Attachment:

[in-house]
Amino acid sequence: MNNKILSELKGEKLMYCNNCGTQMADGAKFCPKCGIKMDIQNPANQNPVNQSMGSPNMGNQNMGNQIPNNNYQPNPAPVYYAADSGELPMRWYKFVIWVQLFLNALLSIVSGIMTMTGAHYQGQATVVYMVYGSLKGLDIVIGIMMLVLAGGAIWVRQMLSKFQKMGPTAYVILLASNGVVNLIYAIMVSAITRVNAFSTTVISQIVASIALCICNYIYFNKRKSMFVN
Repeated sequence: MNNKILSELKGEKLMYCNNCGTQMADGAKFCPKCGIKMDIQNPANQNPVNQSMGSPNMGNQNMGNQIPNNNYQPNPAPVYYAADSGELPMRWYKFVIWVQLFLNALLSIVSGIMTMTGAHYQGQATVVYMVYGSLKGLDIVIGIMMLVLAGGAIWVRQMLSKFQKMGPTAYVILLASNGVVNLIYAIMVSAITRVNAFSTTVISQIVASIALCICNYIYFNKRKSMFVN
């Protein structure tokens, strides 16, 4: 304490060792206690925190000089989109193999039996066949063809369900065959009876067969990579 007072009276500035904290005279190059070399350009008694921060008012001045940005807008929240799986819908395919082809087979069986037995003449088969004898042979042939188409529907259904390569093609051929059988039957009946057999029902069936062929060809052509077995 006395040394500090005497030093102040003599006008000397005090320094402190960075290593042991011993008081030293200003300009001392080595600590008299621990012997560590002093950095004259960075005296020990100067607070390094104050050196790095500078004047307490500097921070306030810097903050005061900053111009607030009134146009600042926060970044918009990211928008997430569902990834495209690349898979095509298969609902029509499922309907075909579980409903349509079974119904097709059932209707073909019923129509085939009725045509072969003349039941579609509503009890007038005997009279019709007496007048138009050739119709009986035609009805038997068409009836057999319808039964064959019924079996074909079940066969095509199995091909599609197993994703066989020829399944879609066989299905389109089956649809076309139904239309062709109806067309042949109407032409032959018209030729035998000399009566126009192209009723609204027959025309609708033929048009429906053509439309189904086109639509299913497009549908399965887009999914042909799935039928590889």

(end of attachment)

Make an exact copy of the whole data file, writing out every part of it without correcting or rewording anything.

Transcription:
[in-house]
Amino acid sequence: MNNKILSELKGEKLMYCNNCGTQMADGAKFCPKCGIKMDIQNPANQNPVNQSMGSPNMGNQNMGNQIPNNNYQPNPAPVYYAADSGELPMRWYKFVIWVQLFLNALLSIVSGIMTMTGAHYQGQATVVYMVYGSLKGLDIVIGIMMLVLAGGAIWVRQMLSKFQKMGPTAYVILLASNGVVNLIYAIMVSAITRVNAFSTTVISQIVASIALCICNYIYFNKRKSMFVN
Repeated sequence: MNNKILSELKGEKLMYCNNCGTQMADGAKFCPKCGIKMDIQNPANQNPVNQSMGSPNMGNQNMGNQIPNNNYQPNPAPVYYAADSGELPMRWYKFVIWVQLFLNALLSIVSGIMTMTGAHYQGQATVVYMVYGSLKGLDIVIGIMMLVLAGGAIWVRQMLSKFQKMGPTAYVILLASNGVVNLIYAIMVSAITRVNAFSTTVISQIVASIALCICNYIYFNKRKSMFVN
């Protein structure tokens, strides 16, 4: 304490060792206690925190000089989109193999039996066949063809369900065959009876067969990579 007072009276500035904290005279190059070399350009008694921060008012001045940005807008929240799986819908395919082809087979069986037995003449088969004898042979042939188409529907259904390569093609051929059988039957009946057999029902069936062929060809052509077995 006395040394500090005497030093102040003599006008000397005090320094402190960075290593042991011993008081030293200003300009001392080595600590008299621990012997560590002093950095004259960075005296020990100067607070390094104050050196790095500078004047307490500097921070306030810097903050005061900053111009607030009134146009600042926060970044918009990211928008997430569902990834495209690349898979095509298969609902029509499922309907075909579980409903349509079974119904097709059932209707073909019923129509085939009725045509072969003349039941579609509503009890007038005997009279019709007496007048138009050739119709009986035609009805038997068409009836057999319808039964064959019924079996074909079940066969095509199995091909599609197993994703066989020829399944879609066989299905389109089956649809076309139904239309062709109806067309042949109407032409032959018209030729035998000399009566126009192209009723609204027959025309609708033929048009429906053509439309189904086109639509299913497009549908399965887009999914042909799935039928590889």